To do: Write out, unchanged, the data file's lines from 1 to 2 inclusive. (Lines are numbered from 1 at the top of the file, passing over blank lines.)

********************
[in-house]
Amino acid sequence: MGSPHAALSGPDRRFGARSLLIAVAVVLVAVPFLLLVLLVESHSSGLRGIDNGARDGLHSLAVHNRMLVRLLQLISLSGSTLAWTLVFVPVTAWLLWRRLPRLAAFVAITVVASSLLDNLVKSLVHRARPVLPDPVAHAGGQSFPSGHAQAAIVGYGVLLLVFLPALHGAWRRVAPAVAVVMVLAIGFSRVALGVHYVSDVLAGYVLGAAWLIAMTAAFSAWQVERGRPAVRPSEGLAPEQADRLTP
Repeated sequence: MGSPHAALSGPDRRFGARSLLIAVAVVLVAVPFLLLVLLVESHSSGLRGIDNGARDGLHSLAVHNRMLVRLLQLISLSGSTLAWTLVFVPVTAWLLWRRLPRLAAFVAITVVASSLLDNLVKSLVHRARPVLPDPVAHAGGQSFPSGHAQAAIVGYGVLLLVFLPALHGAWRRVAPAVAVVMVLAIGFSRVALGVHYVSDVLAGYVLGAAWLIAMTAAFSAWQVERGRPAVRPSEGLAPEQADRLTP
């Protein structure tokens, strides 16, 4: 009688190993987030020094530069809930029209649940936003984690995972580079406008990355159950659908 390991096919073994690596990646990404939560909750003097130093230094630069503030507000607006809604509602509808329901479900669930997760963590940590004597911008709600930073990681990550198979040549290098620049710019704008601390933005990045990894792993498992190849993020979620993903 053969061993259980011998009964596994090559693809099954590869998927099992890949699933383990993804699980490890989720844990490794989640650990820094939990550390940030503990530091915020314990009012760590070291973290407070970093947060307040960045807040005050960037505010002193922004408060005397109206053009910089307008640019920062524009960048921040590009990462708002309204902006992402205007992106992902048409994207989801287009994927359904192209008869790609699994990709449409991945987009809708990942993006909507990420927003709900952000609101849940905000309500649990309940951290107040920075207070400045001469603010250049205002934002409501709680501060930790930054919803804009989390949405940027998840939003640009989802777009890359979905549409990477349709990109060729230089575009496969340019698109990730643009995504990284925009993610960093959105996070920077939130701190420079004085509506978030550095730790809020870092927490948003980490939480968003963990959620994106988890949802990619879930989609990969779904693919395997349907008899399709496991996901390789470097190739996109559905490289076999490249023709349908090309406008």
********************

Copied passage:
[in-house]
Amino acid sequence: MGSPHAALSGPDRRFGARSLLIAVAVVLVAVPFLLLVLLVESHSSGLRGIDNGARDGLHSLAVHNRMLVRLLQLISLSGSTLAWTLVFVPVTAWLLWRRLPRLAAFVAITVVASSLLDNLVKSLVHRARPVLPDPVAHAGGQSFPSGHAQAAIVGYGVLLLVFLPALHGAWRRVAPAVAVVMVLAIGFSRVALGVHYVSDVLAGYVLGAAWLIAMTAAFSAWQVERGRPAVRPSEGLAPEQADRLTP